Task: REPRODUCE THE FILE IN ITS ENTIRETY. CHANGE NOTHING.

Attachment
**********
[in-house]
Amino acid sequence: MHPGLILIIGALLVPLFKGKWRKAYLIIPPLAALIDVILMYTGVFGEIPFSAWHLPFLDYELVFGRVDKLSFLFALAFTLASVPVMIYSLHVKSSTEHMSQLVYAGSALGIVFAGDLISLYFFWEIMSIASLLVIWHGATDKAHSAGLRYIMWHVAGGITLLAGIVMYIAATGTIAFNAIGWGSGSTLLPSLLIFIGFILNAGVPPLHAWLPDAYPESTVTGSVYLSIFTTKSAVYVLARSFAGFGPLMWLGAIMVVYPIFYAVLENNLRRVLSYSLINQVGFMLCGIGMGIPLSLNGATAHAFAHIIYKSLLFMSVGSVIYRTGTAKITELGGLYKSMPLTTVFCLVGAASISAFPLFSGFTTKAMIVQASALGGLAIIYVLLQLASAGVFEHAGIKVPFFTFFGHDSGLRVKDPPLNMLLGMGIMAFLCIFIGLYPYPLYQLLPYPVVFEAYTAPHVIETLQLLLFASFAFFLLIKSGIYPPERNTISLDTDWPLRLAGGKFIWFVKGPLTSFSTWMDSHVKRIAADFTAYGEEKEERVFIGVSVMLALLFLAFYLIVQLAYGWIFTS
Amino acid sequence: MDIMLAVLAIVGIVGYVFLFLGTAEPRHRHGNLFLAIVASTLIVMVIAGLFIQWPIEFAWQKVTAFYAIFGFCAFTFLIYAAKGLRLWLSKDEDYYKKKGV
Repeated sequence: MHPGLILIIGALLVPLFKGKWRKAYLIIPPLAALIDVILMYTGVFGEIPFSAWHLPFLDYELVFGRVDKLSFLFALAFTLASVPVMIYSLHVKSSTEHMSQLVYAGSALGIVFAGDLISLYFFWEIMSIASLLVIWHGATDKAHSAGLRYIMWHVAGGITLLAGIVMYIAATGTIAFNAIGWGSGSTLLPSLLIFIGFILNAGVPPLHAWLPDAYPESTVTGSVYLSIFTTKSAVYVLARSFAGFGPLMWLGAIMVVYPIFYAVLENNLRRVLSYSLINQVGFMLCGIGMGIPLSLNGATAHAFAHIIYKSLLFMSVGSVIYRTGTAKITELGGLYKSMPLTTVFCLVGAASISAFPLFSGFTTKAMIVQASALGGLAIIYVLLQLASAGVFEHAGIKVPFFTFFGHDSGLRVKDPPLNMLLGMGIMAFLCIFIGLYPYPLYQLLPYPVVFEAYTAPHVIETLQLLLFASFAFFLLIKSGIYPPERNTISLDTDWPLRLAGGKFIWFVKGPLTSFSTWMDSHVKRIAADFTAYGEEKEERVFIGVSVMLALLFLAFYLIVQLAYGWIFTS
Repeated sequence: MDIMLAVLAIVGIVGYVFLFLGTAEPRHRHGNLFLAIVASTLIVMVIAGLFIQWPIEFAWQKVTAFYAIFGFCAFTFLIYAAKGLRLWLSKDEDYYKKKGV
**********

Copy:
[in-house]
Amino acid sequence: MHPGLILIIGALLVPLFKGKWRKAYLIIPPLAALIDVILMYTGVFGEIPFSAWHLPFLDYELVFGRVDKLSFLFALAFTLASVPVMIYSLHVKSSTEHMSQLVYAGSALGIVFAGDLISLYFFWEIMSIASLLVIWHGATDKAHSAGLRYIMWHVAGGITLLAGIVMYIAATGTIAFNAIGWGSGSTLLPSLLIFIGFILNAGVPPLHAWLPDAYPESTVTGSVYLSIFTTKSAVYVLARSFAGFGPLMWLGAIMVVYPIFYAVLENNLRRVLSYSLINQVGFMLCGIGMGIPLSLNGATAHAFAHIIYKSLLFMSVGSVIYRTGTAKITELGGLYKSMPLTTVFCLVGAASISAFPLFSGFTTKAMIVQASALGGLAIIYVLLQLASAGVFEHAGIKVPFFTFFGHDSGLRVKDPPLNMLLGMGIMAFLCIFIGLYPYPLYQLLPYPVVFEAYTAPHVIETLQLLLFASFAFFLLIKSGIYPPERNTISLDTDWPLRLAGGKFIWFVKGPLTSFSTWMDSHVKRIAADFTAYGEEKEERVFIGVSVMLALLFLAFYLIVQLAYGWIFTS
Amino acid sequence: MDIMLAVLAIVGIVGYVFLFLGTAEPRHRHGNLFLAIVASTLIVMVIAGLFIQWPIEFAWQKVTAFYAIFGFCAFTFLIYAAKGLRLWLSKDEDYYKKKGV
Repeated sequence: MHPGLILIIGALLVPLFKGKWRKAYLIIPPLAALIDVILMYTGVFGEIPFSAWHLPFLDYELVFGRVDKLSFLFALAFTLASVPVMIYSLHVKSSTEHMSQLVYAGSALGIVFAGDLISLYFFWEIMSIASLLVIWHGATDKAHSAGLRYIMWHVAGGITLLAGIVMYIAATGTIAFNAIGWGSGSTLLPSLLIFIGFILNAGVPPLHAWLPDAYPESTVTGSVYLSIFTTKSAVYVLARSFAGFGPLMWLGAIMVVYPIFYAVLENNLRRVLSYSLINQVGFMLCGIGMGIPLSLNGATAHAFAHIIYKSLLFMSVGSVIYRTGTAKITELGGLYKSMPLTTVFCLVGAASISAFPLFSGFTTKAMIVQASALGGLAIIYVLLQLASAGVFEHAGIKVPFFTFFGHDSGLRVKDPPLNMLLGMGIMAFLCIFIGLYPYPLYQLLPYPVVFEAYTAPHVIETLQLLLFASFAFFLLIKSGIYPPERNTISLDTDWPLRLAGGKFIWFVKGPLTSFSTWMDSHVKRIAADFTAYGEEKEERVFIGVSVMLALLFLAFYLIVQLAYGWIFTS
Repeated sequence: MDIMLAVLAIVGIVGYVFLFLGTAEPRHRHGNLFLAIVASTLIVMVIAGLFIQWPIEFAWQKVTAFYAIFGFCAFTFLIYAAKGLRLWLSKDEDYYKKKGV